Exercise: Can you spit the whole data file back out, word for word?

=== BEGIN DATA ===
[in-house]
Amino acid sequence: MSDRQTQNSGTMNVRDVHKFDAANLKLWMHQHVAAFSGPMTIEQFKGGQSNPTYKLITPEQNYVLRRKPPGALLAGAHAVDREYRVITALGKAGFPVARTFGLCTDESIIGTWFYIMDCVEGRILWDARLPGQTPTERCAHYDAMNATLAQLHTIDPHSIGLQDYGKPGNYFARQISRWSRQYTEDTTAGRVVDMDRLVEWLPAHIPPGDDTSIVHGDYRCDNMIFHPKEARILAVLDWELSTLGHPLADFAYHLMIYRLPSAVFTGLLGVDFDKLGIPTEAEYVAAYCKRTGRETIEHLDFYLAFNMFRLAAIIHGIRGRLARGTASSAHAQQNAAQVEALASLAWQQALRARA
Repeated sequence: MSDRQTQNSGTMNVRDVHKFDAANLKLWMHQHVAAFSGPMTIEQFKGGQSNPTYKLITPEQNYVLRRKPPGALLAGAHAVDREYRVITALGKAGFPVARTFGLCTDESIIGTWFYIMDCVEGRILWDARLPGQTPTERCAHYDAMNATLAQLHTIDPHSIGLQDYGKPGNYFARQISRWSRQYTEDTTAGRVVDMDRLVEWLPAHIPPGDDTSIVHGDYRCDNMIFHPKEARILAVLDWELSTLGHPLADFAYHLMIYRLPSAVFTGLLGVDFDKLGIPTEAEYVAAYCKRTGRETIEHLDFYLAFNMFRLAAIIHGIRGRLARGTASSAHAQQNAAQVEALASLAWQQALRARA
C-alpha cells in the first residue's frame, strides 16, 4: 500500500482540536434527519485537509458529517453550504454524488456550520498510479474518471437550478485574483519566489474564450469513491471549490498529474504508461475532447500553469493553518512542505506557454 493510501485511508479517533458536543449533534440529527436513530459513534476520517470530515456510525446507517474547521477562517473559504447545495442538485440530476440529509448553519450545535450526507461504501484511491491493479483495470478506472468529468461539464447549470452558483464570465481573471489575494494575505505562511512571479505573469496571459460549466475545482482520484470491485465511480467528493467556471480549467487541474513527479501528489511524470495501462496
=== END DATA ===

[in-house]
Amino acid sequence: MSDRQTQNSGTMNVRDVHKFDAANLKLWMHQHVAAFSGPMTIEQFKGGQSNPTYKLITPEQNYVLRRKPPGALLAGAHAVDREYRVITALGKAGFPVARTFGLCTDESIIGTWFYIMDCVEGRILWDARLPGQTPTERCAHYDAMNATLAQLHTIDPHSIGLQDYGKPGNYFARQISRWSRQYTEDTTAGRVVDMDRLVEWLPAHIPPGDDTSIVHGDYRCDNMIFHPKEARILAVLDWELSTLGHPLADFAYHLMIYRLPSAVFTGLLGVDFDKLGIPTEAEYVAAYCKRTGRETIEHLDFYLAFNMFRLAAIIHGIRGRLARGTASSAHAQQNAAQVEALASLAWQQALRARA
Repeated sequence: MSDRQTQNSGTMNVRDVHKFDAANLKLWMHQHVAAFSGPMTIEQFKGGQSNPTYKLITPEQNYVLRRKPPGALLAGAHAVDREYRVITALGKAGFPVARTFGLCTDESIIGTWFYIMDCVEGRILWDARLPGQTPTERCAHYDAMNATLAQLHTIDPHSIGLQDYGKPGNYFARQISRWSRQYTEDTTAGRVVDMDRLVEWLPAHIPPGDDTSIVHGDYRCDNMIFHPKEARILAVLDWELSTLGHPLADFAYHLMIYRLPSAVFTGLLGVDFDKLGIPTEAEYVAAYCKRTGRETIEHLDFYLAFNMFRLAAIIHGIRGRLARGTASSAHAQQNAAQVEALASLAWQQALRARA
C-alpha cells in the first residue's frame, strides 16, 4: 500500500482540536434527519485537509458529517453550504454524488456550520498510479474518471437550478485574483519566489474564450469513491471549490498529474504508461475532447500553469493553518512542505506557454 493510501485511508479517533458536543449533534440529527436513530459513534476520517470530515456510525446507517474547521477562517473559504447545495442538485440530476440529509448553519450545535450526507461504501484511491491493479483495470478506472468529468461539464447549470452558483464570465481573471489575494494575505505562511512571479505573469496571459460549466475545482482520484470491485465511480467528493467556471480549467487541474513527479501528489511524470495501462496